The Blount County School board has 60 days to make a decision, with that date being Aug. 5. It is on the agenda for the meeting on Thursday, Aug. 4.
“If it is denied, Hope Academy has 15 days to make corrections and resubmit it,” explains Throckmorton. “If denied again, the school has another 10 days to appeal to the state school board, who then have 60 days to make a final decision. Once you go to the state, there are no more amendments or corrections, and the state decision is final.”
Throckmorton says that functionally, the state school board executive director and staff come to a community and hold an hour-long hearing. The local board and the charter school board each have 10 to 15 minutes to defend their actions and explain their situation, then there is time for public input. “They will also take written comments, review everything and make recommendations to the state board,” says Throckmorton.
To date, 32 charter school applications have been appealed to the state board and five of those have been approved.
Throckmorton says if a school board doesn’t act on an application within 60 days, it is automatically approved. “We don’t want that. That is a shotgun marriage, and it is not a good situation,” he says.
Cagle, the attorney advising the school board, agreed with Throckmorton on that point. “It is usually not beneficial for either side for that to happen,” he says. “For the board to sit back and do nothing means they’re not taking their responsibility with regards to public dollars seriously.”
Cagle says the Blount County School Board has a committee that is reviewing the application, and he wouldn’t say how he would advise the board at this point. “It is too early to make a recommendation because the application is under review,” he says.
Cagle says he is two-thirds of the way through the application. “It seems to be well thought-out. A lot is going to depend on the people working for the school everyday. My job is to tell whether it is legal or not or advise them on what things need to be beefed up. The application seems well-presented and thorough; we just need time to evaluate it thoroughly.”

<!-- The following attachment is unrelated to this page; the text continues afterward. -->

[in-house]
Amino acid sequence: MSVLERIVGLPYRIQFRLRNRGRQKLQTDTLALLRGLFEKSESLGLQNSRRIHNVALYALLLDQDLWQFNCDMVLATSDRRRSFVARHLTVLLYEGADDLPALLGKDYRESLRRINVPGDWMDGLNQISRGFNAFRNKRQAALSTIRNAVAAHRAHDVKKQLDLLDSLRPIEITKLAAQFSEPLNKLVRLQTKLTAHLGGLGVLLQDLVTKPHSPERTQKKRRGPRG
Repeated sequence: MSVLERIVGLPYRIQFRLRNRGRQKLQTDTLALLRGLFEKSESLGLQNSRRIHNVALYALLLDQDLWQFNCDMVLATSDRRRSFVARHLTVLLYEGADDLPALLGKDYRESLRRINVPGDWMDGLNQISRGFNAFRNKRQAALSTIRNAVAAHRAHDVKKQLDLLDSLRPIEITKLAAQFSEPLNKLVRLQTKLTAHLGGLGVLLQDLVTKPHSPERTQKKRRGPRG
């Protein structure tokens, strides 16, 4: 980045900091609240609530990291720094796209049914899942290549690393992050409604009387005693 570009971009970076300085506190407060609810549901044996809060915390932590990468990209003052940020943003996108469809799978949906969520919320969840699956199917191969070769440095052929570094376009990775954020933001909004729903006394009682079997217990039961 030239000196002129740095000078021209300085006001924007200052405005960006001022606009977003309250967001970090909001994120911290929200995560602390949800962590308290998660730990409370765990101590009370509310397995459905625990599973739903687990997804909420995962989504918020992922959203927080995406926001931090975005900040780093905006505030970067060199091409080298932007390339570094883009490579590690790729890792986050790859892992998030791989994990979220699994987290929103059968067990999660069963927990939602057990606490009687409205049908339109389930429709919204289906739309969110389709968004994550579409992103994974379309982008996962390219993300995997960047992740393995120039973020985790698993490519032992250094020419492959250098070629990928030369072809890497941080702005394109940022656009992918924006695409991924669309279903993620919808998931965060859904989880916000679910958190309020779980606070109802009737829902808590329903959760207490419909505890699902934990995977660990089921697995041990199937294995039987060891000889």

Bradley says the founding board is negotiating on a location that would enable them to open the school in late summer of 2012. She wouldn’t specify where the location is. “We’re in negotiations. It is a very good location,” Bradley says.
Bradley says plans are being made for hiring staff. “We’ll advertise for teachers. We already have applications,” she says.
The Fort Craig comparison
Bradley talked about the similarities between Fort Craig School of Dynamic Learning and a charter school like the Hope Academy.
“I don’t look at this in the same view finder as Fort Craig. I see it as a completely different school with a completely different focus on learning. This is STEM school, and Fort Craig is not. I don’t look at them through the same lens,” she says.
Bradley says Fort Craig was a school that did things differently. “The wonderful thing about charter schools is you also have opportunity to look at children and how they learn and do things differently,” she says. “It is a real plus and children gain from that opportunity. We’re going to be a testing ground.”
Bradley says she is optimistic about this school. “I feel very happy about this. I have a very joyful outlook about it. I see an opportunity for a group of teachers, children, parents and the community to work together as a team behind a vision to develop a wonderful opportunity for the children, and that is what I’m so happy about,” she says. “We’re going to create a climate of family. It is all about the children.”
The Hope Academy board is planning two events this month to give residents the opportunity to learn more about the proposed school.
Hope Academy Family Meet and Greet -- From 4:30 to 6 p.m., Tuesday, July 26, at the Everett Park Barn Pavilion and Playground. Families with children who will be in grades K-5 in July 2012 are invited to meet with the Hope Academy founding team and Pat Bradley, executive director.
Hope AcademyPublic Information Meeting -- From 7 to 8 p.m., Thursday, July 28, at The Vineyard at 713 William Blount Dr., in Maryville. Anyone interested in hearing more about the proposed charter STEM school is invited to attend a presentation given by the founding team and Executive Director Pat Bradley.
Parents can place their prospective students on the group’s contact list via website: www.hopeacademyTN.org. For more information, email info@hopeacademyTN.org.